3.) What are you willing to do to help make the streets safer for the children? We had individuals volunteer to monitor the bus stops, others said they would help build more playgrounds so it would be easier for the moms to see the areas where the children were playing, but the most exciting outcome was a group of older moms and grandmothers who offered to support the young single moms, to help them with their children and to mentor and encourage them. In total we had 10 people volunteered for specific tasks.
4.) Who is willing to take a leadership role and ensure this all happens? I think I shocked everyone when I said that Embrace would support the community but that we had no intention of leading the initiative. This community is so used to having outside groups come in and “do it for them” that though we never indicated that we would, that was the assumption. There was a moment of tension as everyone looked around the room and then thankfully Patrice boldly raised her hand. Joe and Debra soon followed and we had our leadership team.
5.) Will the rest of you commit to support and pray for this team and these leaders? Throughout our time together the issue of prayer and the need for spiritual renewal had come up. Everyone in that room knew that this small band of people had a momentous task ahead of them if they hoped to make the streets of Hillside safer for the children. It was during this time of prayer that I heard God clearly say to us all, “Be still and know that I am God, psalm 43:10” Or, my translation, “Shut up, listen, and trust.”
I don’t know if this newly formed Community Action Team will succeed. I honestly don’t think that is as important as the fact that we gave the power back to the community. Walking into that meeting, they felt powerless over the criminal element that was terrorizing them and powerless over their own fear of the police. They heard everyone telling them what to do and no one taking the time to listen to them. They felt dependent on outsiders who come and go as funding streams come and go. However, at the end of that meeting, I could feel a sense of ownership and pride in that room and it was a glorious thing to witness!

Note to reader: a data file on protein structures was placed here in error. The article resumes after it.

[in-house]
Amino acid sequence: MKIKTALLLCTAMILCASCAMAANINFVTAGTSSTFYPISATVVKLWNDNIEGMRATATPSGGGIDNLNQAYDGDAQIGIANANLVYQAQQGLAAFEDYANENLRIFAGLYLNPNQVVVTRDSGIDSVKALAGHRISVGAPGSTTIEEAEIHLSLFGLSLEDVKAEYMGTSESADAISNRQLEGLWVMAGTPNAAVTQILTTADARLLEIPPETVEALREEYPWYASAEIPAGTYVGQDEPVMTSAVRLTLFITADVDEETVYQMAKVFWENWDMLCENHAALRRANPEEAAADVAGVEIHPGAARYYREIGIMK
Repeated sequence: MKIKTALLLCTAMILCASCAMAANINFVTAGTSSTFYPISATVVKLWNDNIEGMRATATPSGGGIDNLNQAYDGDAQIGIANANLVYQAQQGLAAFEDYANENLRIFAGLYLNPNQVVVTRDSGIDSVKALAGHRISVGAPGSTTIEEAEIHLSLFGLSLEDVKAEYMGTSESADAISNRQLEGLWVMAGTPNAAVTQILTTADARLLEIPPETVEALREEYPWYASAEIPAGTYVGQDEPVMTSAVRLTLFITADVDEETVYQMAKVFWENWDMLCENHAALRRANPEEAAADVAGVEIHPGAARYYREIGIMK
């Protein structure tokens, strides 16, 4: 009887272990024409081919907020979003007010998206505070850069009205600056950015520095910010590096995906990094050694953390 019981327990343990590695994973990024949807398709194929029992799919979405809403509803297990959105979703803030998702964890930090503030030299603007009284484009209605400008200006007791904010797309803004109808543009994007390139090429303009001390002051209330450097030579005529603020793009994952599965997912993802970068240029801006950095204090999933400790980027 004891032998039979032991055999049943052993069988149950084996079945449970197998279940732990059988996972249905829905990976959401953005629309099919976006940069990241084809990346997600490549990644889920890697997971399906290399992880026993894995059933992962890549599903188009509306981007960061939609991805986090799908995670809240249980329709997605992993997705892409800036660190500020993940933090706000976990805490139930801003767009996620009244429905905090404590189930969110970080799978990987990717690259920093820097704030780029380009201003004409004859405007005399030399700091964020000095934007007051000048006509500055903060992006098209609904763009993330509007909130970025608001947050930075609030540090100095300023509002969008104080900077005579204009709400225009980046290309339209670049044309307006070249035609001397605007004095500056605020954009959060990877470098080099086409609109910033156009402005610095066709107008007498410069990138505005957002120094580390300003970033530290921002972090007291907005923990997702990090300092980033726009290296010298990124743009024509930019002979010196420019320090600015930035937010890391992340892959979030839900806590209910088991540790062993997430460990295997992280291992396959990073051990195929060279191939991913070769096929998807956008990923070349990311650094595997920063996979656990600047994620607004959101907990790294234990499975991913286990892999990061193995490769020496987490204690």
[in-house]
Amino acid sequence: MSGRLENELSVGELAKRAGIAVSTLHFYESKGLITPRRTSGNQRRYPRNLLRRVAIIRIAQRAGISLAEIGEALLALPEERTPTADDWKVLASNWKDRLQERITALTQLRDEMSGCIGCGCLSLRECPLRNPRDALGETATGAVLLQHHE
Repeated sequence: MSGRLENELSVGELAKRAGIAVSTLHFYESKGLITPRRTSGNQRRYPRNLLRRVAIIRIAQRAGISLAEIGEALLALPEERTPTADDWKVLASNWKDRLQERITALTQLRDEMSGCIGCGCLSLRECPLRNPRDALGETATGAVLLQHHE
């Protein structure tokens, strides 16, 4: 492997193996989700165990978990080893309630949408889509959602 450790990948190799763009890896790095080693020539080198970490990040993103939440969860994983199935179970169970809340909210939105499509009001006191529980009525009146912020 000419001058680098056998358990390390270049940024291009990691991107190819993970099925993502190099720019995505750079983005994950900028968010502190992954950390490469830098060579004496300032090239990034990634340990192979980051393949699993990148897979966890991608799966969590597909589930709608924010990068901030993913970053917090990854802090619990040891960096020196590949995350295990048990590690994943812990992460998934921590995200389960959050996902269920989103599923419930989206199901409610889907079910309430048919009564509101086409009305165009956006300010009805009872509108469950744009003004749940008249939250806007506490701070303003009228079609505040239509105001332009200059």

Long ago someone told me that if we do things for people that they can do for themselves, that we are “dis-empowering” them and creating dependency. This community can do all the things they noted were important. The key is to get out of the way and let them. I honestly was shocked that a meeting about safety led to a support group for single moms, bus monitors and playgrounds. However, the more I have reflected upon this conversation, the more I see the wisdom and Devine hand in it all. I think we would all be better ministers if we learned to “shut up, listen, and trust” a bit more.
Please pray for our community leaders, the children of Hillside court and those who have historically terrorized our residents. Pray for safety especially as we move into the summer months, which historically have high crime rates. Also pray for our Embrace team and I as we seek to “shut up, listen, and trust” more in the future.